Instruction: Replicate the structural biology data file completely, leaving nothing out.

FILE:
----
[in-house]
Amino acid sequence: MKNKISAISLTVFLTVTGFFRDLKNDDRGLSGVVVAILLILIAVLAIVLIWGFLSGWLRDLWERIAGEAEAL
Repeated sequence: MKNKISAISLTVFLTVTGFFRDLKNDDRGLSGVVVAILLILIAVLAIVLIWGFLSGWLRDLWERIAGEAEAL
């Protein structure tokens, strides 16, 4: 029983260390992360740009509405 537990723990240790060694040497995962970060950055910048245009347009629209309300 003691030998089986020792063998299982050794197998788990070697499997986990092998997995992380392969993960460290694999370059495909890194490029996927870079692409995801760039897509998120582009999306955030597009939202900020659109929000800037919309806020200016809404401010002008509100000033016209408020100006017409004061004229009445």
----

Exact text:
[in-house]
Amino acid sequence: MKNKISAISLTVFLTVTGFFRDLKNDDRGLSGVVVAILLILIAVLAIVLIWGFLSGWLRDLWERIAGEAEAL
Repeated sequence: MKNKISAISLTVFLTVTGFFRDLKNDDRGLSGVVVAILLILIAVLAIVLIWGFLSGWLRDLWERIAGEAEAL
């Protein structure tokens, strides 16, 4: 029983260390992360740009509405 537990723990240790060694040497995962970060950055910048245009347009629209309300 003691030998089986020792063998299982050794197998788990070697499997986990092998997995992380392969993960460290694999370059495909890194490029996927870079692409995801760039897509998120582009999306955030597009939202900020659109929000800037919309806020200016809404401010002008509100000033016209408020100006017409004061004229009445």